Organizations that suffer a security incident must be prepared to rapidly respond. Here are eight incident response essentials they must follow, from executing their breach response and notifying stakeholders to activating external service providers and working with regulators.
German software giant SAP has apologized after a software update mistakenly assigned higher-level privileges to some users within New Zealand's firearms buy-back database, exposing personal details for gun owners. The system has been shut down by police.
Getting the proper vendor contracts completed is a top concern for organizations preparing to comply with the California Consumer Privacy Act, says Caitlin Fennessy, research director at the International Association of Privacy Professionals.
This year's Black Hat Europe conference in London features dozens of briefings touching on a wide variety of topics, including exploiting contactless payment and Bluetooth vulnerabilities, identifying vulnerable OEM IoT devices at scale and running false-flag cyberattacks.
Researchers uncovered an unsecured database belonging to TrueDialog, a business SMS texting solutions provider, which exposed data on millions, including text messages, names, addresses and other information, according to a report by VPNMentor researchers. The database has since been closed.
Victims of a massive 2018 Facebook data breach can continue a class-action lawsuit to try and force the social network to maintain "reasonable" information security practices, a federal judge has ruled. But he dismissed the plaintiff's attempt to receive monetary compensation for the breach.
The Australian government's digital health records program manages risk and privacy relatively well, according to a new audit, but there's room for improvement in third-party risk management and emergency access to sensitive health records.
With the California Consumer Privacy Act set to go into effect Jan. 1, 2020, companies are making last-minute compliance preparations. But these preparations are challenging because regulations to carry out the law are still pending and ambiguities remain. Here's a look at three issues.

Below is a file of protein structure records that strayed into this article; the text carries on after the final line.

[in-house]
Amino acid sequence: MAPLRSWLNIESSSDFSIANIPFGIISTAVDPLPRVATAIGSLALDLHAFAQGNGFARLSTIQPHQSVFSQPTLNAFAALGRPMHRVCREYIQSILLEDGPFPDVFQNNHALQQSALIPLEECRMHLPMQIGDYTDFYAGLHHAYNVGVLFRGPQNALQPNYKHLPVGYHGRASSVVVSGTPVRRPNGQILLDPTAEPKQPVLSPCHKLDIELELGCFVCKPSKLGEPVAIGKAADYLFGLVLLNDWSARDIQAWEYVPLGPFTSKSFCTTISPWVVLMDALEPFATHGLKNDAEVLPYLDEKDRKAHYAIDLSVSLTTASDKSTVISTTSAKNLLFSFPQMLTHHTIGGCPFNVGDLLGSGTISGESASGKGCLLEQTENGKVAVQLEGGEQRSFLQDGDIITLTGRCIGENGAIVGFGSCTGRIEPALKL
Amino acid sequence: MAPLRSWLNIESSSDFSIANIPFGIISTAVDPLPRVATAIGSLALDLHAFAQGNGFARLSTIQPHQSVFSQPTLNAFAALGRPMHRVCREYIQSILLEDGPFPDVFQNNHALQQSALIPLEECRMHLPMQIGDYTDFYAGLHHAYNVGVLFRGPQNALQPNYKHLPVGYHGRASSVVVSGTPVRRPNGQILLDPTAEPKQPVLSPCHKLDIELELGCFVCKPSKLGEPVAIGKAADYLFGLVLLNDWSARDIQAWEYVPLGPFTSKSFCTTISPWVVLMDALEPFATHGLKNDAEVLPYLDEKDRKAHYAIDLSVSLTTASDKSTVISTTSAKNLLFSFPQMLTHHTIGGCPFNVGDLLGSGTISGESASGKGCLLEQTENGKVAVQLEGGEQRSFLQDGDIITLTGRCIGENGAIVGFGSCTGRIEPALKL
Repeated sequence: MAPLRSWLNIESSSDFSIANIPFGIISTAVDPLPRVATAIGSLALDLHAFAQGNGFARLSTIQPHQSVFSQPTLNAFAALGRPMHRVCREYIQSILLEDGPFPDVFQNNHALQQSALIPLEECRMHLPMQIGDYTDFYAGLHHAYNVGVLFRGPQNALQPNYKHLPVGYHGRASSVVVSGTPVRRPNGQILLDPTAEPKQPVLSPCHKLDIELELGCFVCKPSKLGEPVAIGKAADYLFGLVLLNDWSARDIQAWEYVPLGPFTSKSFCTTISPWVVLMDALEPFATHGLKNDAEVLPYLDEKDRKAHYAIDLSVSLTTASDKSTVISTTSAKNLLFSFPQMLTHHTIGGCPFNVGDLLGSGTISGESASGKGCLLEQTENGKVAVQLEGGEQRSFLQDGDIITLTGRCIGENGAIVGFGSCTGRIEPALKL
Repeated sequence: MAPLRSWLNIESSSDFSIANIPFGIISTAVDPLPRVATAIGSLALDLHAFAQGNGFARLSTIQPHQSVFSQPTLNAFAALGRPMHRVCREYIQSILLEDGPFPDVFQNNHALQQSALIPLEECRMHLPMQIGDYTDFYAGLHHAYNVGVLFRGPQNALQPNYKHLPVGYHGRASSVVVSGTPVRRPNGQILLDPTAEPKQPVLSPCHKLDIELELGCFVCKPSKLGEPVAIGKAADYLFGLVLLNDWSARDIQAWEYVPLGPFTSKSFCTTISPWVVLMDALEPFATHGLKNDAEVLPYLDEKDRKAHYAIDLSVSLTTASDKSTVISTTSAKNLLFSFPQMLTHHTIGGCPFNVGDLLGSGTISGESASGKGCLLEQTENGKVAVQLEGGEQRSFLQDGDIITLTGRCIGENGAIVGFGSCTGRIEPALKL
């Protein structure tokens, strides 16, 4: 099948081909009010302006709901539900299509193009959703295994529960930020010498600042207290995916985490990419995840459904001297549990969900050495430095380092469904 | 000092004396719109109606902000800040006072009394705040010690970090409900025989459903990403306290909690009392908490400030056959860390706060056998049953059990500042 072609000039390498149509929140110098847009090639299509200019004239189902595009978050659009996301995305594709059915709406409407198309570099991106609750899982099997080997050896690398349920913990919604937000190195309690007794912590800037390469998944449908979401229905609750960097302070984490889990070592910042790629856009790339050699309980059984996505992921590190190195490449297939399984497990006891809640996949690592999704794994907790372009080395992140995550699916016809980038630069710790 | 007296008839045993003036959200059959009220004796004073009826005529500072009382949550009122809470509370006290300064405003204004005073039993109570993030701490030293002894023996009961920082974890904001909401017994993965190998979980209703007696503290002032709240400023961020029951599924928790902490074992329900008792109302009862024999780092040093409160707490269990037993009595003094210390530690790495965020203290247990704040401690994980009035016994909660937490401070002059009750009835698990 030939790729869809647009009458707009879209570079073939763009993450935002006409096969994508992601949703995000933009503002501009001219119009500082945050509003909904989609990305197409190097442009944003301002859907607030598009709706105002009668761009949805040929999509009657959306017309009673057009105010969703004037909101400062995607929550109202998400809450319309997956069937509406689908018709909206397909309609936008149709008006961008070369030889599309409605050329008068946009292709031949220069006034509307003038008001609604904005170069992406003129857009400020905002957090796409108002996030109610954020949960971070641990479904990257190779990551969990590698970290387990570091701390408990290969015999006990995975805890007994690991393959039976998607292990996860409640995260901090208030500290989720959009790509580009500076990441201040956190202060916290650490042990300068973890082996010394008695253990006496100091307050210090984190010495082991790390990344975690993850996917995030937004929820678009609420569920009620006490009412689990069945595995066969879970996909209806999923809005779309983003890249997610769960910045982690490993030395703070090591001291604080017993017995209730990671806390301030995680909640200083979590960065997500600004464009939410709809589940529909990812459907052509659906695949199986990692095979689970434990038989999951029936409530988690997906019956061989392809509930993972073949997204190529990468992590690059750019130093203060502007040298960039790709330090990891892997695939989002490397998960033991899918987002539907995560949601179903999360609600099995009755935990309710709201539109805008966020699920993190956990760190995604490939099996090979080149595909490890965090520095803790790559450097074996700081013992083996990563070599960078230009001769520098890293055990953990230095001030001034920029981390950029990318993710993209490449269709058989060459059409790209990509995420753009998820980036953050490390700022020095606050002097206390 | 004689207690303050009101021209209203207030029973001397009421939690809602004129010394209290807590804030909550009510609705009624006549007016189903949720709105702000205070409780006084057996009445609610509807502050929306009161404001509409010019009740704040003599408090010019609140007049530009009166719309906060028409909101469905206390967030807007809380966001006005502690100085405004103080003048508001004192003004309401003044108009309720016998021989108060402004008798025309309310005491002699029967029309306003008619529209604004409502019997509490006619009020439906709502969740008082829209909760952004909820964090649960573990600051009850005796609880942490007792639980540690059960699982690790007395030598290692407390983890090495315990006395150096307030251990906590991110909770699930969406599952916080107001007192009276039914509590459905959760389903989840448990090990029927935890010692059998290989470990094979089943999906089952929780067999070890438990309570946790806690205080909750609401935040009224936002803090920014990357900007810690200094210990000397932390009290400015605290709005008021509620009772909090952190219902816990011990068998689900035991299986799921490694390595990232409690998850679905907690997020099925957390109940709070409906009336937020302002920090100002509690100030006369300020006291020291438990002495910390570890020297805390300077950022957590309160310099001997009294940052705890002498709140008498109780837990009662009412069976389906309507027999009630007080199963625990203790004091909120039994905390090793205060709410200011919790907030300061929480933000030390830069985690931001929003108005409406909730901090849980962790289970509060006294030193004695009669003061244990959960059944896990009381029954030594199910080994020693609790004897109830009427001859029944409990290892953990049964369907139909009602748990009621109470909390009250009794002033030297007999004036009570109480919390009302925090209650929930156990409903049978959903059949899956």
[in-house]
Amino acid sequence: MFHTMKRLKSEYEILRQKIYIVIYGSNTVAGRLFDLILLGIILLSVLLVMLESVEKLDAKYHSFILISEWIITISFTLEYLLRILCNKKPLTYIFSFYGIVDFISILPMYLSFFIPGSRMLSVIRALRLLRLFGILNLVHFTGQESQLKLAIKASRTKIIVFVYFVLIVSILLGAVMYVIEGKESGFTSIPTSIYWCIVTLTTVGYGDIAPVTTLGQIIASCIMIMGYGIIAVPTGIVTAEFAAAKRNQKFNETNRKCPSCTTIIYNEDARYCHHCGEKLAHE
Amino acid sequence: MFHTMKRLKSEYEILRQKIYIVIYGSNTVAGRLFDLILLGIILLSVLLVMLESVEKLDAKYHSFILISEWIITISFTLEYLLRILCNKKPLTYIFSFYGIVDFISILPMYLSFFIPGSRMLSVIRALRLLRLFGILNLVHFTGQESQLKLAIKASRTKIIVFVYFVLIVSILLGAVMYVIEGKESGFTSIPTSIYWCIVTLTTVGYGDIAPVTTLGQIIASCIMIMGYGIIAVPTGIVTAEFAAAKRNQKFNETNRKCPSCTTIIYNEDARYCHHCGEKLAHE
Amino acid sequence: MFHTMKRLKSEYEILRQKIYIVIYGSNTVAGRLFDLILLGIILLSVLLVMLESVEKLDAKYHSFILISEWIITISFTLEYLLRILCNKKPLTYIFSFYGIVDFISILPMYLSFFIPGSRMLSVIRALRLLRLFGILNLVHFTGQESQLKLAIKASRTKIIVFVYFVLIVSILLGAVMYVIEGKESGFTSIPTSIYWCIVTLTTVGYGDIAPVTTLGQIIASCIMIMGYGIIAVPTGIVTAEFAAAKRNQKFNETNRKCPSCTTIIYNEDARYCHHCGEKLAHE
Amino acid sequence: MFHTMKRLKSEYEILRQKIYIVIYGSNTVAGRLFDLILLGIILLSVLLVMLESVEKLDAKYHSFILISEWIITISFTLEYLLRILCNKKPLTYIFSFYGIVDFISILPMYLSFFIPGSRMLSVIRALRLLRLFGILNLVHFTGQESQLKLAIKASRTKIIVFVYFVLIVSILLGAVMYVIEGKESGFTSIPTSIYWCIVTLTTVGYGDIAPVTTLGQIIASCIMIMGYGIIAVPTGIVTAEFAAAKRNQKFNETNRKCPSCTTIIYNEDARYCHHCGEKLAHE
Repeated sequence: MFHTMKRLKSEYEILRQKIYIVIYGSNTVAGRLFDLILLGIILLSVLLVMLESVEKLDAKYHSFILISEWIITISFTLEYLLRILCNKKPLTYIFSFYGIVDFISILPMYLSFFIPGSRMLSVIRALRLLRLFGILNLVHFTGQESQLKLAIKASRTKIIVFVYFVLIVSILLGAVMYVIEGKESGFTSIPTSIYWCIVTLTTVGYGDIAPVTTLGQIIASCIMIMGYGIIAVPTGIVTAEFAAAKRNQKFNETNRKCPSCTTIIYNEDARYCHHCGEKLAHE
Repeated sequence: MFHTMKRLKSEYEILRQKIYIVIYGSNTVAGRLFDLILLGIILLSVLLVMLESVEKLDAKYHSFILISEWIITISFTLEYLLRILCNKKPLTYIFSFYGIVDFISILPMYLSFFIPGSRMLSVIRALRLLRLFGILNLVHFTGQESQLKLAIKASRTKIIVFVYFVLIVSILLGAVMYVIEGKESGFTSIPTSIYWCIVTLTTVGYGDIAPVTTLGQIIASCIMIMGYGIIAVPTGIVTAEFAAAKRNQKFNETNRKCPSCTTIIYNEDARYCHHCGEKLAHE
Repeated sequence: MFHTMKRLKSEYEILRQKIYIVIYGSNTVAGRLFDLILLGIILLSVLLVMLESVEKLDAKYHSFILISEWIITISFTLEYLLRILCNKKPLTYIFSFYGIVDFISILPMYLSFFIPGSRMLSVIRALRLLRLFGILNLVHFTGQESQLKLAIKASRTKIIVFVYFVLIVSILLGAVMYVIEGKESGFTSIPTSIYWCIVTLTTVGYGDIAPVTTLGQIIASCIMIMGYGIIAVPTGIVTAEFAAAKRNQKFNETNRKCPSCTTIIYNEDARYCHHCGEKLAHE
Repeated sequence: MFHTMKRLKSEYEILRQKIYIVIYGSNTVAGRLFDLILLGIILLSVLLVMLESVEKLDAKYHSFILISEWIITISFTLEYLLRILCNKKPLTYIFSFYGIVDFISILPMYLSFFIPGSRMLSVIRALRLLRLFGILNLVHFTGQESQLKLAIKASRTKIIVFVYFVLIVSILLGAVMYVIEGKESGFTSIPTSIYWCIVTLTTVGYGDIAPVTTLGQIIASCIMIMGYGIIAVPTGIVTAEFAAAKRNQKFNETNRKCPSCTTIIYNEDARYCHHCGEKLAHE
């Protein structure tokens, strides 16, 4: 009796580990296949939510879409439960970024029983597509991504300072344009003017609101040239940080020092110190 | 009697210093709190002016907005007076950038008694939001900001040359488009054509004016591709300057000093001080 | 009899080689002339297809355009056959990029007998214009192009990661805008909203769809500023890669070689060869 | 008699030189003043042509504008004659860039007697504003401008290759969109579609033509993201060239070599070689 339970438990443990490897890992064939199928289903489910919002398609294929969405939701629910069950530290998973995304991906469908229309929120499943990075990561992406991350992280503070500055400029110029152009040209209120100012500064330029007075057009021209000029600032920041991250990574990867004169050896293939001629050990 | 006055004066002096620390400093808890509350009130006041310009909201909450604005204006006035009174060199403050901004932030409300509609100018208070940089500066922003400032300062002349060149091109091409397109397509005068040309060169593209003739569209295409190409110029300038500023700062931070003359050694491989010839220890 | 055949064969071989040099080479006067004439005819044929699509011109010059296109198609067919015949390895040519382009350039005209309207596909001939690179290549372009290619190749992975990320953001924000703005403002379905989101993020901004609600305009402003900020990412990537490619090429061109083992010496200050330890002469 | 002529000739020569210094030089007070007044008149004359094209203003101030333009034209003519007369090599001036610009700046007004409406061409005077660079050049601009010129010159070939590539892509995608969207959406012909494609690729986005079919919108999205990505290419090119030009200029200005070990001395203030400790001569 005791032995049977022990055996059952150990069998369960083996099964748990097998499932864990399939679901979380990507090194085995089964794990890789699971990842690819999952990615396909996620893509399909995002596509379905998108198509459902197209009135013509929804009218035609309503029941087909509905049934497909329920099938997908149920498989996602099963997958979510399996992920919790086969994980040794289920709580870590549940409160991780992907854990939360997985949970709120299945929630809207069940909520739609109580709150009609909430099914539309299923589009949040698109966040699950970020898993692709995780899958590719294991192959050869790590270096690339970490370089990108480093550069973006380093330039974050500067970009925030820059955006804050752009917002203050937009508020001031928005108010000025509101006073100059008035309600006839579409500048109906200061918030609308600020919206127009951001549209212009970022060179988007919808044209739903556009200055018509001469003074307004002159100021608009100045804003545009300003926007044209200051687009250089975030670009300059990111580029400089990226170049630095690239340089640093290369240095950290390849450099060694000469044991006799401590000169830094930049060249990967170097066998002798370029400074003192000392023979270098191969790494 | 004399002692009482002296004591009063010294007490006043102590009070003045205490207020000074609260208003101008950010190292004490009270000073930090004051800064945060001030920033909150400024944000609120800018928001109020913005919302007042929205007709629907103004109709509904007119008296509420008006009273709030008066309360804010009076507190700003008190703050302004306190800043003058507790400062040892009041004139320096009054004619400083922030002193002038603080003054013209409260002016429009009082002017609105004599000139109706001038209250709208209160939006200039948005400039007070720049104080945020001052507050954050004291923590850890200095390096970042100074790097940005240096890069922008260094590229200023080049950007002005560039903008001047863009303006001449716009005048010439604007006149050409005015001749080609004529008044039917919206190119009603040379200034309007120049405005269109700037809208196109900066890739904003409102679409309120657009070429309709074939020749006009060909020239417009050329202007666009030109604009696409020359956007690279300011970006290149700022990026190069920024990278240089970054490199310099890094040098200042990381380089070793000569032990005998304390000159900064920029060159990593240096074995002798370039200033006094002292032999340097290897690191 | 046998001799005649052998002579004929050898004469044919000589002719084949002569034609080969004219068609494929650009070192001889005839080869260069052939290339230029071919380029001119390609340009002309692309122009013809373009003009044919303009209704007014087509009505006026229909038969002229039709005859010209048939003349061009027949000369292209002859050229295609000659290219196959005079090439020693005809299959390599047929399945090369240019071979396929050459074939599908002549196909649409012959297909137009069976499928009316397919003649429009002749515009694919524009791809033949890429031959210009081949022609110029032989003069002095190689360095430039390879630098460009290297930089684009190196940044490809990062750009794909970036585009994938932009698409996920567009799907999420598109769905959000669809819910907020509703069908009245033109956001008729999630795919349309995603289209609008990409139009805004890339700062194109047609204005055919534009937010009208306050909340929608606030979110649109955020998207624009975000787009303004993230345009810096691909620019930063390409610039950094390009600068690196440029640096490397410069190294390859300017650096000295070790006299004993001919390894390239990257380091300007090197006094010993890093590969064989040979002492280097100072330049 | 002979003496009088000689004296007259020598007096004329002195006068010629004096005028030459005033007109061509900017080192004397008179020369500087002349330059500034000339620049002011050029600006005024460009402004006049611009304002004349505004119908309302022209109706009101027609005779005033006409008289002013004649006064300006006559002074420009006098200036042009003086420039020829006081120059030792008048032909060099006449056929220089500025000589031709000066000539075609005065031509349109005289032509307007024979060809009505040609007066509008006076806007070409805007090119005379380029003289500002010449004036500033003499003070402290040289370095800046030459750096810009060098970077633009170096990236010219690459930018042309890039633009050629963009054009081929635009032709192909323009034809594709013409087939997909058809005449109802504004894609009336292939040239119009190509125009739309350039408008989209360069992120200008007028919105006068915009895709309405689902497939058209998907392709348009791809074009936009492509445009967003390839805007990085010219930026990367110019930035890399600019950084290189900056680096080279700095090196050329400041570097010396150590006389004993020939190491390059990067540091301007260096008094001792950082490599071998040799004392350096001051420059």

Some 4 terabytes of data on over 1.2 billion individuals - including LinkedIn and Facebook profiles - was exposed to the internet on an unsecured Elasticsearch server, according to an analysis by a pair of independent researchers.
This edition of the ISMG Security Report features an analysis of the very latest ransomware trends. Also featured: Discussions of Microsoft's move to DNS over HTTPS and strategies for tackling IoT security challenges.
A bipartisan group of eight U.S. senators is urging National Security Adviser Robert O'Brien to appoint a special coordinator to oversee the rollout of 5G cellular networks. The coordinator would address security issues and coordinate the efforts of federal agencies.
Microsoft has outlined its plans for supporting the encryption of Domain Name System queries, which allows for more private internet browsing. The first step will be to upgrade connections to DNS over HTTPS, but allow admins to control DNS settings.
In the wake of Google's plan to buy Fitbit, two U.S. senators have introduced legislation that aims to protect the privacy of consumer health data collected on wearable devices. Meanwhile, a House committee is scrutinizing the healthcare system Ascension's sharing of patient data with Google.